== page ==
Until the year 2000, Labour Day (May 1) and China’s National Day (October 1) were serious affairs devoted to honouring the country’s workers and nation-builders. Then the mandarins in Beijing had a brainwave. They decided that since people were working so hard, they deserved a week-long paid holiday. “Go forth and see the country with your family and friends,” they proclaimed.

The scheme was a grand success. Within five years these two “Golden Weeks” accounted for more than 20 percent of all holiday trips. The number of people taking trips during just one of the two weeks surged from 28 million in the first year to 120 million in 2007. Capacity was ramped up almost overnight. Hotels and airlines, train and bus operators, bars and restaurants, souvenir shops and camera companies all did roaring business.

But the idea was almost too successful. China’s scenic and historic attractions couldn’t bear the strain of millions of people tramping through all at once. So in 2008, the government decided to scrap one of the Golden Weeks – the May holiday – and scatter the days off throughout the year.

This year May 1 fell on a Saturday so to make up for it, May 3 was declared a holiday. And then the local Shanghai government swung into action. May 1 is when the Shanghai Expo would open. Why not reward the city’s residents, who have toiled and suffered countless inconveniences as the city was spiffed up for its coming-out party? “Two more days of holiday!” they declared.

After living in China for more than four years, one gets used to the government’s whims and learns to adapt. I did the same thing that a few million Shanghainese did during that break: headed out of town. No rush to see the Expo; it’s going to be around for six months.

My family and I made our way towards Jinji Lake, an ultramodern township next to historic Suzhou. Under normal circumstances, it would have taken a little over an hour. But China’s car sales have just doubled over the previous year, and it seemed that all the new car owners believed this was their test track. Within a distance of 80 kilometres, there were at least a dozen crashes. Luckily, we arrived unscathed.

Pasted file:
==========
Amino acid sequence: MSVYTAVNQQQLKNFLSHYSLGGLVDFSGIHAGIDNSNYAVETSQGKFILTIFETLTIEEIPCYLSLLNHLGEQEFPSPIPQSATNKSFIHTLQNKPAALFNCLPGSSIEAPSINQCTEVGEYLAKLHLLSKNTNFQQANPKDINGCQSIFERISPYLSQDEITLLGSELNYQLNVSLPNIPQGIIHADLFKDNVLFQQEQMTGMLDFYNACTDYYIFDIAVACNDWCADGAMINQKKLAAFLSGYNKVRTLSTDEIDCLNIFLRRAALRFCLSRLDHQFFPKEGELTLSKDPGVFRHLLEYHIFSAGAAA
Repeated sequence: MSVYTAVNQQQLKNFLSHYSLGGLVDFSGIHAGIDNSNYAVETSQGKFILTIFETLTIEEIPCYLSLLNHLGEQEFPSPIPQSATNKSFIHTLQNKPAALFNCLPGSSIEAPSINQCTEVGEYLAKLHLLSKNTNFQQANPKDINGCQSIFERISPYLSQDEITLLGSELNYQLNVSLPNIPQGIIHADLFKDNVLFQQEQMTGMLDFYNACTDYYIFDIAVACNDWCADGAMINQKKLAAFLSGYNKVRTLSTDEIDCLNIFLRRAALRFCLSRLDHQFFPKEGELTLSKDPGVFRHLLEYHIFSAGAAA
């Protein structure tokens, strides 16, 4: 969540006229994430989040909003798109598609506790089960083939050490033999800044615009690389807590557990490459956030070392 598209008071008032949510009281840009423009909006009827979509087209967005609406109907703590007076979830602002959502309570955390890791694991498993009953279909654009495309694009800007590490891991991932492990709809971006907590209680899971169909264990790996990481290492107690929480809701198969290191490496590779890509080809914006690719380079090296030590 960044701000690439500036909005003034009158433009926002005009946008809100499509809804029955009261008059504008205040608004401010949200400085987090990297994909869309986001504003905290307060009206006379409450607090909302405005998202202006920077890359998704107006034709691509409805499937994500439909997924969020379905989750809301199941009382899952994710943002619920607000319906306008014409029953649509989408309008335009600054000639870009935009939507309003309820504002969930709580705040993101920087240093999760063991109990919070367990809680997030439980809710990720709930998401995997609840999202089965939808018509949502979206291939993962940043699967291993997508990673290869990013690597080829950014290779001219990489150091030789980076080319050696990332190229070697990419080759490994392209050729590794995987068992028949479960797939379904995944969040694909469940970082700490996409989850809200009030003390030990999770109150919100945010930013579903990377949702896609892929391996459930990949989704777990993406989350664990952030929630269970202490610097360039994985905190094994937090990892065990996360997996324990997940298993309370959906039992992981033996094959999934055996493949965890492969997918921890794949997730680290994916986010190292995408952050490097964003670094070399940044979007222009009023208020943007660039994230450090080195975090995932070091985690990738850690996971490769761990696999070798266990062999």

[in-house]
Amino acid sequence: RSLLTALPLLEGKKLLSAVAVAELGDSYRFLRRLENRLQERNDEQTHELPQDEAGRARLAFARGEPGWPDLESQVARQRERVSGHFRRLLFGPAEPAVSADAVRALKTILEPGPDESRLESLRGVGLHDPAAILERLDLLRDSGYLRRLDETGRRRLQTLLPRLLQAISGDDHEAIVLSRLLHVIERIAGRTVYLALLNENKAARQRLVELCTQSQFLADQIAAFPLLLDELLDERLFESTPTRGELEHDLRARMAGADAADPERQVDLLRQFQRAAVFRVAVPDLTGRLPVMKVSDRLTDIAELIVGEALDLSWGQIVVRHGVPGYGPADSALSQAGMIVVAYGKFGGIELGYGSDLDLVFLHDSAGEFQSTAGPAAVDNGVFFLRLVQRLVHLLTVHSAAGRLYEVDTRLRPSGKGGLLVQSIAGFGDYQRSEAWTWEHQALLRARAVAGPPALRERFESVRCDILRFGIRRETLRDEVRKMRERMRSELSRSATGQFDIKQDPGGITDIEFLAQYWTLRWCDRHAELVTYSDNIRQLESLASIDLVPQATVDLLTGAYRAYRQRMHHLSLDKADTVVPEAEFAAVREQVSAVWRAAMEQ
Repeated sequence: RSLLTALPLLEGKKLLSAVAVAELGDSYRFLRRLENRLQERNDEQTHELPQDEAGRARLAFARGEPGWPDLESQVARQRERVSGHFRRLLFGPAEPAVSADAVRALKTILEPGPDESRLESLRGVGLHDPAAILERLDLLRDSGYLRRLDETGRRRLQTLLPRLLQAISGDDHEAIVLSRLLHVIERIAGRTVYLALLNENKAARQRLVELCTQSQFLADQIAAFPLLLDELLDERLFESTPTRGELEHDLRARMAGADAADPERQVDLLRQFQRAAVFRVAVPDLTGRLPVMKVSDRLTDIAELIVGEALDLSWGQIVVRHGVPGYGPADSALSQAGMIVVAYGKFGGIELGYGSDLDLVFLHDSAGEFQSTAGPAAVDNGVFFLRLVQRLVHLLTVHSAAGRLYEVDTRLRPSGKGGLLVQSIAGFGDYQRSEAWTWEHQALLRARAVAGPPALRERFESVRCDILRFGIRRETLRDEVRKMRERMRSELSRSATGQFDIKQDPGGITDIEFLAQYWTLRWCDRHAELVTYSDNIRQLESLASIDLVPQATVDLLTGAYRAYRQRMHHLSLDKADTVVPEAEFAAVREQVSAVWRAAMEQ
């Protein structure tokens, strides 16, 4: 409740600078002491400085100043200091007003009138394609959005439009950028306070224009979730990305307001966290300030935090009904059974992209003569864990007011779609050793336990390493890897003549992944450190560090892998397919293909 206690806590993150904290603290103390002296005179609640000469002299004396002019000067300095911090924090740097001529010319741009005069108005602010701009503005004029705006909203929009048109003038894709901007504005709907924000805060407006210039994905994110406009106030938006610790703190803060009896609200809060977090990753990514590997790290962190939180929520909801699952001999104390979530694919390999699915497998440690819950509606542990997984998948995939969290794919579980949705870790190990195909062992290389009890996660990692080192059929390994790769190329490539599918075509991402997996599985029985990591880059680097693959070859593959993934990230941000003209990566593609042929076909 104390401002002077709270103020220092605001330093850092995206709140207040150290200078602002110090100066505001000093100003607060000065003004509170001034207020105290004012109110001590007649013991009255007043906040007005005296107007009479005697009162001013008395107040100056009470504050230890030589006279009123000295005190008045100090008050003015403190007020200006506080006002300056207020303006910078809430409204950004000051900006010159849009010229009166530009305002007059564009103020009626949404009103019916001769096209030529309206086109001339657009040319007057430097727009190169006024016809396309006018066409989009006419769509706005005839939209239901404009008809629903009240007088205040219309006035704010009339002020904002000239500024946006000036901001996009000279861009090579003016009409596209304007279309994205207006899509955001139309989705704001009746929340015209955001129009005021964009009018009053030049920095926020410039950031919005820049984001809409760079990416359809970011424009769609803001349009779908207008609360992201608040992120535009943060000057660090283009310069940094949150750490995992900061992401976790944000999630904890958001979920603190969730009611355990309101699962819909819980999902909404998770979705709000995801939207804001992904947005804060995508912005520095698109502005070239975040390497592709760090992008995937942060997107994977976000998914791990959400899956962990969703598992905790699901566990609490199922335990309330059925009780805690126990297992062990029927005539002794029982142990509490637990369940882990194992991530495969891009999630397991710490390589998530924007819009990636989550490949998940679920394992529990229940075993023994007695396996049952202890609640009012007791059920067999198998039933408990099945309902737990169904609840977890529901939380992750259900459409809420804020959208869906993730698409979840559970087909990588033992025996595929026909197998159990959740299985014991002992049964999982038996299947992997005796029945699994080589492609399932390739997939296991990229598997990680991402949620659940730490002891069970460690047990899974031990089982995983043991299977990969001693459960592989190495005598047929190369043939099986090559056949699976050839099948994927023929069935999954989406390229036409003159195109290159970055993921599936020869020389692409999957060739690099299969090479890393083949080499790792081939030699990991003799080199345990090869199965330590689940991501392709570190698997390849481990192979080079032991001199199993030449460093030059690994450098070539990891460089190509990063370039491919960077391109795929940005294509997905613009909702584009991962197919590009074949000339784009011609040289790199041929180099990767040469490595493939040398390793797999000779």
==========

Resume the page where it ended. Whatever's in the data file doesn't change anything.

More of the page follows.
Suzhou Industrial Park, which is a rather sorry moniker for such a futuristic urban setting, is a China-Singapore collaborative venture, with dollops of help from American landscape designers. The lakeside marina and park were conceived and executed by EDAW, (now AECOM), the California-based design firm.

The Suzhou Industrial Park Administrative Committee should have also hired a brand-naming firm but the unsexy name in no way detracts from the sleekness and absolute order of the city’s landscape. The balconies of the Crowne Plaza jutted into the lakefront like a cruise ship. Workers were scrambling to put the final touches to the Intercontinental – no May Day break for them, poor souls.

We stayed at the Shilla Hotel – part of a South Korean chain – and watched the sun set over the massive convention centre from our hotel window. As it grew dark, the lights came on and the building’s outer skin began to change colour by the minute.

The shopping centre nearby boasted all the top Western brands: Louis Vuitton, Gucci, Prada, Ferragamo. Next to a canal reminiscent of Singapore’s Clarke Quay, alfresco diners were being entertained by live jazz bands. Every seat at Pizza Hut and Papa John’s was taken, the smell of freshly-baked donuts clashing with the spices in a hundred simmering hotpots. Screams from teenagers riding a roller coaster floated over the blue rooftops of a fairy castle amusement park, where the giant wheel doubled as a giant neon Lancôme billboard.

For a moment I was disoriented. Where was I? This certainly didn’t look like suburban China. But it was.

A hundred thousand people gathered by the lakeside to watch a spectacular display of fireworks and fountains, but we weren’t among them. We just couldn’t get there. Every road was jammed, which is what happens when a tiny fraction of Shanghai’s population descends on a hapless nearby holiday destination. The tourists are great for business, but for the local municipality’s street cleaners and traffic police, they’re a menace.

Speaking of street cleaners, they must have worked into the wee hours because when we arrived at the same lakeside park in the morning, this is how it looked:

Nary a stray candy wrapper in sight. People flew kites into the brisk breeze. Kids tumbled around on the grass.

Teenagers rode tandem bicycles.

Soon-to-be-wed couples, with their friends and photographers in tow, posed for their wedding albums.

Yet there were other young folks who seemed oblivious to the beauty of this urbanscape, even to each other, immersed as they were in the multiple screens in their hands.

Historic Suzhou – the Venice of the East, home to the gardens dating back to the sixth century BC, the Spring and Autumn period – seemed so far away. For now, China’s holiday-makers were donning their Ferragamo shades and dreaming of sailing a yacht on Jinji Lake.